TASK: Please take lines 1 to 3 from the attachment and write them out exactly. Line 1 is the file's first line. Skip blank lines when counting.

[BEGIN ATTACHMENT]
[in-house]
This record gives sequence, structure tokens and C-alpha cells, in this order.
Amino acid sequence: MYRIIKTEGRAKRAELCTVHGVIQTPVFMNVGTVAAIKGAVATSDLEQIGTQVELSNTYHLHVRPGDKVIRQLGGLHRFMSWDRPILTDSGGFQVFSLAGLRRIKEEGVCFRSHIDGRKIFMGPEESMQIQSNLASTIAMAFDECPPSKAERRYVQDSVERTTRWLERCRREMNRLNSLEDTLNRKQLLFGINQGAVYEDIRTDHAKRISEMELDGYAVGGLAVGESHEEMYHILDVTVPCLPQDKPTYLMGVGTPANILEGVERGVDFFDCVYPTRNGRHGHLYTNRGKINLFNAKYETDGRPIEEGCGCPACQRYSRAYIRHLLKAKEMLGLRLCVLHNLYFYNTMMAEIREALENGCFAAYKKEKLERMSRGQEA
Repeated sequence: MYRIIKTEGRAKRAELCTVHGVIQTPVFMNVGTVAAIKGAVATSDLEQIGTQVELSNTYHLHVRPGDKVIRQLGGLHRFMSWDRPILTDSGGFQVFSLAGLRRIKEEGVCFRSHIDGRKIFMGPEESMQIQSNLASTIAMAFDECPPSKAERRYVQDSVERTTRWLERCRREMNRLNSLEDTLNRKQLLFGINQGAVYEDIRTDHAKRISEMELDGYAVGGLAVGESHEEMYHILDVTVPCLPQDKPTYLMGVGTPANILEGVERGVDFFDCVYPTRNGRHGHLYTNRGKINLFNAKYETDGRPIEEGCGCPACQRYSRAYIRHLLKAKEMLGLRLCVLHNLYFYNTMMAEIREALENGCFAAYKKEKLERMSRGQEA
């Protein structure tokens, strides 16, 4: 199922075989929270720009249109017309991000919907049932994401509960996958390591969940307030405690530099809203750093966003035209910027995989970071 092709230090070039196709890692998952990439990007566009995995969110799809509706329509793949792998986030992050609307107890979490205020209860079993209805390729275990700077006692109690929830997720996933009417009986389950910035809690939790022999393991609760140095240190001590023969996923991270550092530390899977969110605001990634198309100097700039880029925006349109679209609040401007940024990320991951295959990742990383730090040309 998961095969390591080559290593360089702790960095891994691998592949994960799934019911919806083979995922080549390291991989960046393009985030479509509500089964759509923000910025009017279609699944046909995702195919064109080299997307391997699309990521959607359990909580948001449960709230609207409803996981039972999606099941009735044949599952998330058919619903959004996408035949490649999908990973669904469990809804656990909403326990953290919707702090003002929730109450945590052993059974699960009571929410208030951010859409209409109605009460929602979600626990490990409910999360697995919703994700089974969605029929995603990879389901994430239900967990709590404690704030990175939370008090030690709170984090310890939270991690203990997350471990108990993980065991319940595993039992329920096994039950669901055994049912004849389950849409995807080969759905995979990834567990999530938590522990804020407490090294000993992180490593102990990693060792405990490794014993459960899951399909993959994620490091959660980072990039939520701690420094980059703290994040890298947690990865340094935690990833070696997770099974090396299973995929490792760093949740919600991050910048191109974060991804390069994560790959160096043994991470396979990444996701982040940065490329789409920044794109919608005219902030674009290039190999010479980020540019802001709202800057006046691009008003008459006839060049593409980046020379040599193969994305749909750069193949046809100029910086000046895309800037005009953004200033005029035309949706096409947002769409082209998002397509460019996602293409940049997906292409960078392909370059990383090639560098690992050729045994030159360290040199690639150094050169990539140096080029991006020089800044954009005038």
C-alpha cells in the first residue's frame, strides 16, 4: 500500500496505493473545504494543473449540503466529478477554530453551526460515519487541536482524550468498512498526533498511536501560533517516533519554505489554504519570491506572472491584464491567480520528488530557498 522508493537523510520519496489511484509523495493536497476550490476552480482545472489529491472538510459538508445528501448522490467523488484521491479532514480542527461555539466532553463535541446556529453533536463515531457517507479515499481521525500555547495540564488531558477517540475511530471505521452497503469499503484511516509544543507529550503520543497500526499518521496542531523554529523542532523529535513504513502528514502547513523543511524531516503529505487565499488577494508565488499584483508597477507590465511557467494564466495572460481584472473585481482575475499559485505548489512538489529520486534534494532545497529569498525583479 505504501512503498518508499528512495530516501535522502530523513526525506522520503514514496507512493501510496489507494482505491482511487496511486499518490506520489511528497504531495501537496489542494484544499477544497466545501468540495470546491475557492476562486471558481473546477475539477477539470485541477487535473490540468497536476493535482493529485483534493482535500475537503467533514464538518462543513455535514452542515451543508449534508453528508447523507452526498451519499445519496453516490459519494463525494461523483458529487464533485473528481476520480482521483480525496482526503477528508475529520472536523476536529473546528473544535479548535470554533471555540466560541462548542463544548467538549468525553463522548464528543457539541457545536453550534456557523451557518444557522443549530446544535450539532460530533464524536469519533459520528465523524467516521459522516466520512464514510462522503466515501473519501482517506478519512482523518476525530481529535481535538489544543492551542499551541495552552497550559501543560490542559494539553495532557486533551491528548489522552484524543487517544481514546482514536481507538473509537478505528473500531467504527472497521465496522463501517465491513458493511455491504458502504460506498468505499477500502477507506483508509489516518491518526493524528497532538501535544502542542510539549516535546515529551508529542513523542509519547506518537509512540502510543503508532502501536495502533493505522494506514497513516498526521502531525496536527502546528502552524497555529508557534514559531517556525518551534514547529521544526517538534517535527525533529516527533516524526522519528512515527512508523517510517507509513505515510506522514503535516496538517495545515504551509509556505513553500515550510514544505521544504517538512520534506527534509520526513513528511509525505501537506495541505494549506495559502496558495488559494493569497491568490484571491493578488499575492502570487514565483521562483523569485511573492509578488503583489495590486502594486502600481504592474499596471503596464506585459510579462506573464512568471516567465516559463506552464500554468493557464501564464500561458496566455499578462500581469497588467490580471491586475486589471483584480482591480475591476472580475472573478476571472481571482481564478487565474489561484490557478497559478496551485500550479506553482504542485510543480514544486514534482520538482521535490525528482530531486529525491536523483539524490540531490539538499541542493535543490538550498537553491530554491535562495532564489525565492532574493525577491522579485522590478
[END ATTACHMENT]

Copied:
[in-house]
This record gives sequence, structure tokens and C-alpha cells, in this order.
Amino acid sequence: MYRIIKTEGRAKRAELCTVHGVIQTPVFMNVGTVAAIKGAVATSDLEQIGTQVELSNTYHLHVRPGDKVIRQLGGLHRFMSWDRPILTDSGGFQVFSLAGLRRIKEEGVCFRSHIDGRKIFMGPEESMQIQSNLASTIAMAFDECPPSKAERRYVQDSVERTTRWLERCRREMNRLNSLEDTLNRKQLLFGINQGAVYEDIRTDHAKRISEMELDGYAVGGLAVGESHEEMYHILDVTVPCLPQDKPTYLMGVGTPANILEGVERGVDFFDCVYPTRNGRHGHLYTNRGKINLFNAKYETDGRPIEEGCGCPACQRYSRAYIRHLLKAKEMLGLRLCVLHNLYFYNTMMAEIREALENGCFAAYKKEKLERMSRGQEA